9. chervokas

    chervokas Member

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    Ok, so you know the problem relates to the amp. Not the pedals or guitar or anything upstream of the amp. It could be a problem with line noise on the house ground -- you might be able to try an isolation transformer, although that's a relatively expensive solution. Does the amp have the same problem in locations outside your house? If so it could be an internal problem with the amp that could be anything from a bad tube, to a cracked solder joint, to leaky caps, etc. What kind of amp is it?

    BTW, make sure the lights on dimmers in the other part of the house are switched off, just to make sure and power down the computer, even unplug it from the wall. In fact, unplug everything from the circuit into which the amp is plugged for starters just to be sure -- not just the socket but the same 15A breaker circuit the amp is plugged into.
     
  10. spentron

    spentron Member

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    You only need 1 good socket (and a noise-free environment). Extension cord?

    But sounds like problem with amp itself.
     
  11. jnepo1

    jnepo1 Silver Supporting Member

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    Get a power conditioner and plug your board and amp into the conditioner. An Ebtech hum eliminator could help as well.
     
  12. Marrrty

    Marrrty Member

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    I count 3 non true bypass, DD7, Dynacomp and Carbon Copy. The buffer in the DD7 alone should rid you of the need for a dedicated buffer. Isolation test is in need i feel...
     
  13. Fred Farkus

    Fred Farkus Gold Supporting Member

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    Buffers drive current. That's it. They will provide all the benefits as well as disadvantages of driving more current. Originally they were used to drive a guitar signal through a long cable, like on a big stage for example. This kept the millivolt-level guitar signal from degrading as quickly for long cable runs. With a high impedance signal like a passive guitar pickup and the capacitance of a long shielded cable, eventually you will start hearing the high frequencies roll off and the sound gets duller. A buffer is typically used in that situation to restore clarity.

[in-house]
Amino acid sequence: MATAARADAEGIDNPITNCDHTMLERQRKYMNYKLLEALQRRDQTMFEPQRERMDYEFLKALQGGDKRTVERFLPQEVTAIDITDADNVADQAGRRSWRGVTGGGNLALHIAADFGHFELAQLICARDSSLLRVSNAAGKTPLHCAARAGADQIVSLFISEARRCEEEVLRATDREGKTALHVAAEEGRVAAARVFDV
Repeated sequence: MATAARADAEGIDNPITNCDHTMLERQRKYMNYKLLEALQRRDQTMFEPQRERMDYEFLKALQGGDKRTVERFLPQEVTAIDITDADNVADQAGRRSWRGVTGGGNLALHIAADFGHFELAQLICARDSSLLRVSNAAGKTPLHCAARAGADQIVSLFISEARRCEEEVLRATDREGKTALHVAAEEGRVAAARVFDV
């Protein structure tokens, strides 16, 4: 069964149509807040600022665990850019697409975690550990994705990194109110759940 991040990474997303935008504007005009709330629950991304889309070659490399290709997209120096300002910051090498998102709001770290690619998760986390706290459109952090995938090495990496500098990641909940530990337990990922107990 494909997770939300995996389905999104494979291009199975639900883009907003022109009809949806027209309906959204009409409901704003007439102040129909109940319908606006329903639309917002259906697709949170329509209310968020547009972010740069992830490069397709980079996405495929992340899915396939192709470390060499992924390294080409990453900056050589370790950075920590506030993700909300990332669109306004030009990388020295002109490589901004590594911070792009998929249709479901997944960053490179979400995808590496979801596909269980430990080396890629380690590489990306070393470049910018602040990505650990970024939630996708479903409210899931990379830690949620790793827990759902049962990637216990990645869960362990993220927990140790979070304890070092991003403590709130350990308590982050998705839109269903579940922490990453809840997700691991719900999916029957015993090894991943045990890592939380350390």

OTOH, low impedance input effects like a fuzz face or rangemaster for example purposely load the passive guitar pickup in order to get the "smoothness" in their sound. They depend on loading that high impedance signal to sound "good". Put a buffer between a passive pickup and an effect like this and it will sound like a jar of bees. Some people may like this sound so no judgment there, but it is definitely not "smooth".

    Some people claim there are all kinds of mojotastic tonal benefits of buffers. Unless you have some sort of impedance mismatch or capacitive loss in (most likely a long) cable- you're probably not going to notice any radical difference with a buffer in the chain. Conversely, some claim buffers degrade sound quality. Again, much of this depends on your personal circumstances and how your rig is set up. In general, buffers are tools that are used to solve specific problems.

    If you are happy with your sound, whether you have buffers or not, don't worry about it. If you already have 2 or 3 buffers in your chain, adding another one is certainly not going to make any discernible difference- unless you feel you need it inserted somewhere in the chain you don't have it now for some particular specific reason. If you're just shooting in the dark, wondering if adding another one is going to give you any particular benefit- I can say with 99.9% certainty- NO.
     
  14. Farbulous

    Farbulous Member

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  15. Bufferz

    Bufferz Member

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    lets look at what’s going on when you don’t have any pedals. Your guitar is plugged directly into your amp with one cable. Assuming that the cable is a good quality ten or fifteen foot cable, your guitar is most likely sounding good and strong. If we were to change that cable to a thirty foot cable and then maybe fifty foot something begins to slowly kill your tone. It’s called capacitance. This is a fancy name for “drag on your signal”. The more cable that is introduced between your guitar and amp, the more drag you will have. It’s a scientific principle that signal/energy/current looses its juice when it travels a distance. Your guitar signal from your pickups is no exception.